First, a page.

Brooklyn is a rather sweet fish out of water style historical drama that has some fantastic performances, but this doesn’t really elevate it to anything more than just an average viewing experience. It’s the sort of film your mum would really like yet the character drama only stretches so far. The situations the characters face are performed fantastically, however, relationships with family members are just expected and not really developed, making these dramatic moments far less emotional than the movie believes they are.
It’s 1952 and Eilis Lacey is a young woman from a small town in Ireland who is sent to America to find a better future than the one she’ll have at home. The story follows her struggle through homesickness and family troubles as she falls in love with an Italian man. She travels back to Ireland to spend time with her mother, but when she gets there more options have opened up to her to start a life closer to home. Both places have things she desires which ultimately lead to internal tension as she can’t decide which place to settle.
Saoirse Ronan does a fantastic performance as she effortlessly takes us through the ups and downs as Eilis tries to rapidly adapt to the big city. There’s a natural progression to the character as she starts out rather timid and grows to become more confident. She starts as an outsider in the bustling city, not accustom to the formalities of her residence, but upon returning to Ireland, she is yet again an outsider to the life she once lived. Subtle touches, such as the clothes she wears throughout, give an indication to these changes in the character. In Brooklyn, she starts out wearing rather drab, plain looking clothes in and amongst the vibrant city only to return and stick out like a sore thumb compared to her countryside origins. This is only one small section of an overall fantastic production design that is a delight to watch.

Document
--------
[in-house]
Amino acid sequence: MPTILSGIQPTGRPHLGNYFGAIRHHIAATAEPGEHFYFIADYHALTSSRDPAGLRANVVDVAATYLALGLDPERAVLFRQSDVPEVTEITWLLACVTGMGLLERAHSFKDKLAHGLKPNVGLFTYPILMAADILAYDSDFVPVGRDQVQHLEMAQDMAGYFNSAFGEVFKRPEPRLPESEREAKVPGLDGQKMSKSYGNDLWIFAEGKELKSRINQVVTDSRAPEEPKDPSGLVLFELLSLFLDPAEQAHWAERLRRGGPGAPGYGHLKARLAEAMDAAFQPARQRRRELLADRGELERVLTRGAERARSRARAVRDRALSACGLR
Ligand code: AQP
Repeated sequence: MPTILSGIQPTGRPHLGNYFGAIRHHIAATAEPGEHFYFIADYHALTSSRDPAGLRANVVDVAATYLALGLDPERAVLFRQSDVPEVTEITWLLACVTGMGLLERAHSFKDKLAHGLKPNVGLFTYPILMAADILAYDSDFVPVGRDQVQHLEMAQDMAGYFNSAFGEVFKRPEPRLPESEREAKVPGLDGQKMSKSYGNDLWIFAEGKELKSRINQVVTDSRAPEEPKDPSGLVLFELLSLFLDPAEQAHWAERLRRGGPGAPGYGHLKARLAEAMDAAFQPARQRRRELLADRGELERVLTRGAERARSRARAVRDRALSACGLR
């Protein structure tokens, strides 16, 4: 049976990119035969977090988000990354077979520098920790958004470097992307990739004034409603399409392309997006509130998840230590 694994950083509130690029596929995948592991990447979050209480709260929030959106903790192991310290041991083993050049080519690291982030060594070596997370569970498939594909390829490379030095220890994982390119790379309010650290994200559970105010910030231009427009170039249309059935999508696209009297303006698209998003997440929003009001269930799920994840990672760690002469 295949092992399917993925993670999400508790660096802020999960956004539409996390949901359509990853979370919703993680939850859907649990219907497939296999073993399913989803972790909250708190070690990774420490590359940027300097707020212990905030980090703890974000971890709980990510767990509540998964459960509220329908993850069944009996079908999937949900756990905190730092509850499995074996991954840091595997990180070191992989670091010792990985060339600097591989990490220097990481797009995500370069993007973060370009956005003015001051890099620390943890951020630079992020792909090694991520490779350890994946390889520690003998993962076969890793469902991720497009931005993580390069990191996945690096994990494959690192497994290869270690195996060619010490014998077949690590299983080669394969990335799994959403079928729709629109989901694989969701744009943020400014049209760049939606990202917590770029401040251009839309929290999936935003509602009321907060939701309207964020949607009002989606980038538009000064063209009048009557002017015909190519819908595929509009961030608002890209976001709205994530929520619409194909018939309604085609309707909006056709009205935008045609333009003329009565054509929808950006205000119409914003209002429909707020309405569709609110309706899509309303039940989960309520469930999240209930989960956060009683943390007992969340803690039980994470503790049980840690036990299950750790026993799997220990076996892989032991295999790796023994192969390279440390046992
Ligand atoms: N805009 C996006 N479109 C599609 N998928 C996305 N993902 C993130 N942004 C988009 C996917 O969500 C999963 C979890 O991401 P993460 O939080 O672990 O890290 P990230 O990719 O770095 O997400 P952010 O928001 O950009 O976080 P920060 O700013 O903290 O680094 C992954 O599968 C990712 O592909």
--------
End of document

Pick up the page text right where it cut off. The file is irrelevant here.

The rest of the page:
There are two lovely scenes both set around a dinner table. One where we get to meet Emory Cohen’s character’s family and another where we meet all the girls living under Julie Walter’s roof. The conversations feel genuine and they have just enough humour to make them truly charming.
There was this one particular moment that really stood out to me. When Eilis finally makes her way through customs, she opens the door to start her new life and a bright light floods into the room. I thought this was a lovely piece of lighting that symbolises both how bright her future in America will be but also how blinding it can be to a person from her background.
The relationships in Brooklyn are well developed and have a natural pace that keeps the story engaging. It’s the relationships that we as an audience are expected to care about, such as between her mother and her sister in Ireland, that fall flat as a majority of the drama occurs around them and relies heavily on your investment. You don’t see much of their interaction as Eilis is on the boat to America in the first 10 minutes of the movie. There’s not much that shows any sort of deep bond between these characters and it’s only until later that we get to see that. This ultimately made me care little about much of her time spent in Ireland which, for a movie about a character torn between two places, made the movie rather unexciting.
There are also some nice performances from Julie Walters and Jim Broadbent scattered throughout which helped elevate some rather standard scenes. But at the end of the day, this movie is nice. Just nice. The performances are well done, but the second half fell flat for me such that the tension pulling her between two places was only pulling me from one side. It’s a sweet little movie that’s perfect for a Sunday afternoon, but not one you should be flocking to see.